Comorbid personality disorder predicts suicide after major depression: a 10-year follow-up

P E B Hansen, August G. Wang, K B Stage, P Kragh-Sorensen

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42 Citations (Scopus)


OBJECTIVE: To identify psychopathological predictors for suicide in a population of major depressed Diagnostic Statistical Manual-III (DSM-III) in-patients. METHOD: A total of 210 previous participants in multicentre antidepressant drug trials, carried out in a randomized double-blind design, were followed prospectively through a maximum of 10 years. Patients with a drug or alcohol abuse were excluded. The association between suicide and the pretreatment psychopathological profile was analysed using survival statistics. RESULTS: The suicide rate for non-melancholic depressed patients was significantly higher than for melancholic depressed patients. Comorbid personality disorder was independently associated with an increased suicide rate [relative hazard 3.41(CI: 1.15-10.10)]. CONCLUSION: The study indicates that the non-melancholic aspect of depression, and especially comorbid personality disorder, is associated with an increased suicidal vulnerability.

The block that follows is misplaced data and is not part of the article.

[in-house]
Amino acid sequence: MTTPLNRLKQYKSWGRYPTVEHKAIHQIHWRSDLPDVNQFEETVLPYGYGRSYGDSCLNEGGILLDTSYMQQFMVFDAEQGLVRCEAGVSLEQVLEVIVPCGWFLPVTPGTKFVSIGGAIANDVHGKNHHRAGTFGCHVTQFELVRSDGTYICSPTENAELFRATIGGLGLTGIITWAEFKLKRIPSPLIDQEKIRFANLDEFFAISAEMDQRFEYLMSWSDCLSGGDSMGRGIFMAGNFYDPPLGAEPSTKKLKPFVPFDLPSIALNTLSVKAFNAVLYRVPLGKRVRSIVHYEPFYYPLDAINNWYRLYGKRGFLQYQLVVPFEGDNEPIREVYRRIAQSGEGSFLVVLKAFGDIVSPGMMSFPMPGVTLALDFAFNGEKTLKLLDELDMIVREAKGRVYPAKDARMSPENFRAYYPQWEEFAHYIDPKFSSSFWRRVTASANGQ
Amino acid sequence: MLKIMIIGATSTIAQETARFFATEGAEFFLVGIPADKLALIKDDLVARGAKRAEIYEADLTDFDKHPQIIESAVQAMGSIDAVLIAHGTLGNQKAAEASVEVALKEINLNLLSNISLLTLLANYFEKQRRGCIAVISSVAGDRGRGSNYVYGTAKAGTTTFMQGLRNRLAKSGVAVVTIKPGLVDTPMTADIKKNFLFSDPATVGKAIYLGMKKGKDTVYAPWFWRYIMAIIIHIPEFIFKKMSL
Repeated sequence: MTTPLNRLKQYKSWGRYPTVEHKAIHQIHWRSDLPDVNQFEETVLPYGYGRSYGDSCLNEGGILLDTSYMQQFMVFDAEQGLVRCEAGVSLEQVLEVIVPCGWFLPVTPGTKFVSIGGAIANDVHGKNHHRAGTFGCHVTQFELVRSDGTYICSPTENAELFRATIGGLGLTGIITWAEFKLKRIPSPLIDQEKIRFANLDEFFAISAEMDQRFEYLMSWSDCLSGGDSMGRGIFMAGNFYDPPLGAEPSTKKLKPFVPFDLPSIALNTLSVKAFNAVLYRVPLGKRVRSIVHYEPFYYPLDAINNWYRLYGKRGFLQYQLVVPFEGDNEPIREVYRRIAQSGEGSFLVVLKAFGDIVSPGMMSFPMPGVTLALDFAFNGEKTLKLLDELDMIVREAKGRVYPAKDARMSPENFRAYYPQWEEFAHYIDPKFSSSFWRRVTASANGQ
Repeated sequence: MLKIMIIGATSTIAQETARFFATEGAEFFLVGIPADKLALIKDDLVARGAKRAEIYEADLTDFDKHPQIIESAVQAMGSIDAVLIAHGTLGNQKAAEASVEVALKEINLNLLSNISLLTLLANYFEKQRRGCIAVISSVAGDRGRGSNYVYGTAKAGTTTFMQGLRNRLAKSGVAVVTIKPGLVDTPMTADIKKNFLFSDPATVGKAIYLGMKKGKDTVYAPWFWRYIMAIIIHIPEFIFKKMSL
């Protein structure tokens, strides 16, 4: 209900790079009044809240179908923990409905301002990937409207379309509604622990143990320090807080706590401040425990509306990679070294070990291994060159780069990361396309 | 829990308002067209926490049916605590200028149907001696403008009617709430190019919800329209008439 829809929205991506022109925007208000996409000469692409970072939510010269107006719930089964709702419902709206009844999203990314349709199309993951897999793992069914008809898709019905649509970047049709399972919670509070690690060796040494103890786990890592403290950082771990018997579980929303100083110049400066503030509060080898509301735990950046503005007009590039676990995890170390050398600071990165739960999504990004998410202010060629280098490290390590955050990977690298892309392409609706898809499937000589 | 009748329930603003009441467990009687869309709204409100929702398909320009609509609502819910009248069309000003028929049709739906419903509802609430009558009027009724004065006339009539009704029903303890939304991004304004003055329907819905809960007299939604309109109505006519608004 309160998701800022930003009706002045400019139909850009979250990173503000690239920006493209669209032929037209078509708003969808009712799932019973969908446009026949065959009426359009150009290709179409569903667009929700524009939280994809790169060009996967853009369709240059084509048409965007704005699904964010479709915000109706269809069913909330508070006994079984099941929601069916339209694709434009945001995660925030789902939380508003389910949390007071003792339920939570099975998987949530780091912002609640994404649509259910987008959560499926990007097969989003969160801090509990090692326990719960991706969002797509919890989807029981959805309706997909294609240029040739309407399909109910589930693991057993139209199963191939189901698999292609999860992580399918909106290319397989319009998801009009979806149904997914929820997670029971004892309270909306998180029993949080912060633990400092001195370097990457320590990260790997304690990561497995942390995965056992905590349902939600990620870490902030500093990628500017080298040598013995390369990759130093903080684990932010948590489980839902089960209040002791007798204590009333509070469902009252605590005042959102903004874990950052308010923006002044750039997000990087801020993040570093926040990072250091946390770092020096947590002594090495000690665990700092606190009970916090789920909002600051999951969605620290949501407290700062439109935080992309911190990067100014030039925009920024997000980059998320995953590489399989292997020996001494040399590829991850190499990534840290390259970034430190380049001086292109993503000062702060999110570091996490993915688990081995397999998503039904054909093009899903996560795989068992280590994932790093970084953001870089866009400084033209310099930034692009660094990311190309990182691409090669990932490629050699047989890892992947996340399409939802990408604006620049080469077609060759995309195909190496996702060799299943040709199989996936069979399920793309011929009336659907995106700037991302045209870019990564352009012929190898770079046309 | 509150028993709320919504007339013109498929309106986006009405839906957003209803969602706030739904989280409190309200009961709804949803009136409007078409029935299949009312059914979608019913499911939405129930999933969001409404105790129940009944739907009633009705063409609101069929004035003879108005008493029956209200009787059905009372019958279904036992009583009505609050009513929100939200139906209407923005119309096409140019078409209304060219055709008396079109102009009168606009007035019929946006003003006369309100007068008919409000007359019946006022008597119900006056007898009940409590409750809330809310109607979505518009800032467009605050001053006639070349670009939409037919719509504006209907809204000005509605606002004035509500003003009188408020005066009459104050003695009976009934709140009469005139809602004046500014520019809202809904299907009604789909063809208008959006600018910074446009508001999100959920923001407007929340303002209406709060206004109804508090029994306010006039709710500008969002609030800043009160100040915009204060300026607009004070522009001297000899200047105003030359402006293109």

Original languageEnglish
Pages (from-to)436-440
Number of pages4
JournalActa Psychiatrica Scandinavica
Issue number7
Publication statusPublished - 2003


  • adult
  • aged
  • 80 and over
  • comorbidity
  • depressive disorders
  • female
  • follow-up studies
  • male
  • middle aged
  • personality disorders
  • risk factors
  • suicide


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